Walkers Crisps (a PepsiCo brand) scored an own-goal this week when it invited people to tweet selfies via #WalkersWave to be incorporated into a personalised video promoting as getting the chance to win tickets to the UEFA Champions League final.
The plan was that Walkers brand ambassador Gary Lineker, would display the selfie on a board and the consumer’s image would be incorporated into a Mexican Wave sequence.
"Nice selfie!" Gary would say, admiring the selfie. "Here you are - uniting with other fans outside the National Stadium of Wales." The selfie would then be superimposed onto an animated crowd of supporters.
Nice viral idea.
But in a world where social media users are continually reminded that they control the brand dialogue, social media did precisely that – take control. The hashtag soon climbed the top trending topics chart, but not for any reasons originally planned by Walkers.
Within hours Walker’s automated marketing machine was tweeting videos of Gary Lineker exhibiting photos… not of consumers… but notorious serial killers disgraced tv personalities, and paedophiles including: Fred West, Jimmy Saville, Rolf Harris and Harold Shipman - all uploaded as pranks by social media users.
The campaign was quickly relegated to ‘The League of Poorly Planned Promotions’. The long-established League already features many global names, with more joining the ranks on a regular basis.
Recent brands include Pepsi, whose advert was condemned on social media for appearing to trivialise Black Lives Matter social justice demonstrations by showing a truce between protesters and police when an officer accepts a can of Pepsi from uber- socialite Kendal Jenner - who takes time away from a modelling shoot to mix with common protesters.
Run throughout the Middle East, Nivea’s “White is Purity” campaign was removed for being racially insensitive.
“Make It Happy” campaign
Noting how social media comments can be odious, in 2015 Coca-Cola decided to make the social planet a happier place.
Twitter users were invited to reply to any trolls with the hashtag"#MakeItHappy"; Coca-Cola would then transform negative tweets into cute ASCII art.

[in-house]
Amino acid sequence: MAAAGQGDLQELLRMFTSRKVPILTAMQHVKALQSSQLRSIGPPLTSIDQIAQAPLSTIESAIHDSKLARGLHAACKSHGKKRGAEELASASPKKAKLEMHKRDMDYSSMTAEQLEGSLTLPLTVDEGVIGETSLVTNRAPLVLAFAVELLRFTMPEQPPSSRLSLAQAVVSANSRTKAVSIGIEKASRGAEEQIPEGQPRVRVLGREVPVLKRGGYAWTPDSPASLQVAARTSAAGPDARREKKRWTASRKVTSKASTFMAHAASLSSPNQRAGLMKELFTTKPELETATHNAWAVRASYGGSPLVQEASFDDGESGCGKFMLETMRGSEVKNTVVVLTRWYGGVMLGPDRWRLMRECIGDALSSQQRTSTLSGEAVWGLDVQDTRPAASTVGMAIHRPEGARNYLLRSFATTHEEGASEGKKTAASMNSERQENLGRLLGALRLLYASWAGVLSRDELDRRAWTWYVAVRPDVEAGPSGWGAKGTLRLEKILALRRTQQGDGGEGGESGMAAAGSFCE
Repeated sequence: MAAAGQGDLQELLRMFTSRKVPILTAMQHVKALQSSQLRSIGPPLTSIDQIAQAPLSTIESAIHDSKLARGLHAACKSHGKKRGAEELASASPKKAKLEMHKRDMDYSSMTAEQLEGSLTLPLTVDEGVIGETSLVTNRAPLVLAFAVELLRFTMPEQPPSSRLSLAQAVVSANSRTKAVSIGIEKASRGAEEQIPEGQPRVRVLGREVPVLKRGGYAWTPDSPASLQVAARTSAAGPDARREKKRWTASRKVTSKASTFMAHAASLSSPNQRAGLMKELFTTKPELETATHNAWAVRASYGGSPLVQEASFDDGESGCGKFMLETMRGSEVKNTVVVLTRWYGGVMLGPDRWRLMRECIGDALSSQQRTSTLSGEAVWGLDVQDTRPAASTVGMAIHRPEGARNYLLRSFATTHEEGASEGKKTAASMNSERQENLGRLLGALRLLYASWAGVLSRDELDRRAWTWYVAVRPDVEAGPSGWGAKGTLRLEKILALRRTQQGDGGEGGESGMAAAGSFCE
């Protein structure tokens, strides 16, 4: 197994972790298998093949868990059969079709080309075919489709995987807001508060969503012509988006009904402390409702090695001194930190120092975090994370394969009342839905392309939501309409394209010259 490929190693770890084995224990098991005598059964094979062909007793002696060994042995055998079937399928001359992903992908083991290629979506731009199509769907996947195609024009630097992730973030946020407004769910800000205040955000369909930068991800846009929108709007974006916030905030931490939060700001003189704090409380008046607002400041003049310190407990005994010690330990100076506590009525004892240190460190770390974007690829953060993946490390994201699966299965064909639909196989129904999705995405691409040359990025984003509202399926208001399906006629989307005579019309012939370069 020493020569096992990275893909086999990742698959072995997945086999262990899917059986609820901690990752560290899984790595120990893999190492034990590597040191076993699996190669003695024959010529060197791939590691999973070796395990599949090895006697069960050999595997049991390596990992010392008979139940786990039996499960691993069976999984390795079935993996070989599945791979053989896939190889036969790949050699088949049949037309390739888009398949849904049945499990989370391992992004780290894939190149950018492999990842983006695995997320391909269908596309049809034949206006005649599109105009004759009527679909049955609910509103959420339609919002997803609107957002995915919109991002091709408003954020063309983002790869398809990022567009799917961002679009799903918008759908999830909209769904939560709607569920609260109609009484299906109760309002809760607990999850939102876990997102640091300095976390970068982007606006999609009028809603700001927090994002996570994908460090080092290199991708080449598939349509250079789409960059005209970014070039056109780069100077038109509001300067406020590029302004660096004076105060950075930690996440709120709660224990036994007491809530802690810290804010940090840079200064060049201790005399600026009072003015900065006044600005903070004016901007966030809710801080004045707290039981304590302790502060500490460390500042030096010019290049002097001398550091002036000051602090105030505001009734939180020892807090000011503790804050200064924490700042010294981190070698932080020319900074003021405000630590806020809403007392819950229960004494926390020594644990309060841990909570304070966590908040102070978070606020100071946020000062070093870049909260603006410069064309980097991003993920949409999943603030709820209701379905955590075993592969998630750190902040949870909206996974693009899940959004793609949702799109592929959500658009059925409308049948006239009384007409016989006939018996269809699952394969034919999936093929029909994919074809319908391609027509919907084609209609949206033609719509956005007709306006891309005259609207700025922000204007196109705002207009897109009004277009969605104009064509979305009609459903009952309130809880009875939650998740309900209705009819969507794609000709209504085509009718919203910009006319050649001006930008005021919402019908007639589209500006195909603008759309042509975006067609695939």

"We turned the hate you found into something happy," @CocaCola chirped its bot.
Twitter users however started tweeting everything from White Supremacist sayings such as "we must secure the existence of our people and a future for White Children", to extracts from Mein Kampf, which the automated Coca-Cola’s bot duly turned into cute ASCII art.
"Get Some Nuts" campaign.
A Snickers TV advert featuring Mr T from the classic TV series The A-Team was pulled after being accused of insulting gay men. Mr T fired Snickers chocolate bars at a man exercising in tight yellow shorts while yelling: "You are a disgrace to the man race. It's time to run like a real man."
Thailand Dunkin' Donuts ran a poster image of a woman in blackface and bright pink lipstick to promote a new "charcoal donut".
The chief executive of the Thai franchise - whose daughter was the featured model, reportedly said: "I don't get it. What's the big fuss? What if the product was white and I painted someone white, would that be racist?"
The US carmaker apologised over an ad posted online soon after India passed a law on violence following a fatal gang rape.
The ad featured three gagged and bound women in the boot of a car. It also showed former Italian Prime Minister Silvio Berlusconi in the driver's seat grinning and flashing the peace sign.
World Wildlife Fund
In 2009, WWF’s agency made a spec ad for WWF that showed dozens of planes flying at the Twin Towers. The copy in the advert explained that hundreds more died in the 2004 tsunami than 9/11 terror attacks on the Twin Towers.
The brand’s Singapore agency created an advert for a special "super seven incher" promotion promising to "blow your mind away."
During the 2014 World Cup an anti-gambling campaign featured an anxious boy confiding to his friend that his father had bet his entire life savings on Germany lifting the cup.
The trouble was... Germany whipped Brazil 7-1 in the semi-finals and went on to beat Argentina 1-0 in the final.
Critics said that the campaign was more likely to encourage people to gamble.
Perhaps only in France could an advertising agency turn an anti-smoking campaign into what looked like a promotion for under aged sex.
The advert appeared to depict young people forced to perform oral sex. The then Secretary of State for Family Affairs, Nadine Morano, described the campaign as a "public outrage to decency"
In 2011, Brazilian agency Moma released a campaign with paedophilic suggestions between a teacher and young student. The campaign won an award at Cannes.
However, at the time, Kia said it had "no business relationship" with the agency that made the ads. The ads were pulled, and Moma was stripped of its award.
No one would normally associate upmarket retailer Bloomingdale’s with date rape - apart from the brand’s 2015 creative team.
The advert featured a woman dressed in Rebecca Minkoff evening-wear. A male ‘friend’ stares sinisterly at her. The copy reads: “Spike your best friend’s eggnog when they’re not looking.”
Bloomingdale’s apologised for the advert which couldn’t be pulled as it was in print.
In 2011 as part of Benetton's ‘Unhate’ campaign a poster depicted Pope Benedict XVI kissing an Egyptian imam.
The brand received the threat of legal action from the Vatican for a "totally unacceptable" image of the Pope, and subsequently withdrew the ad.
The Vatican said the ad was "damaging not only to the dignity of the Pope and the Catholic Church but also to the feelings of believers".
All interesting to keep in mind the next time you are planning a campaign whilst enjoying a cup of tea and packet of crisps.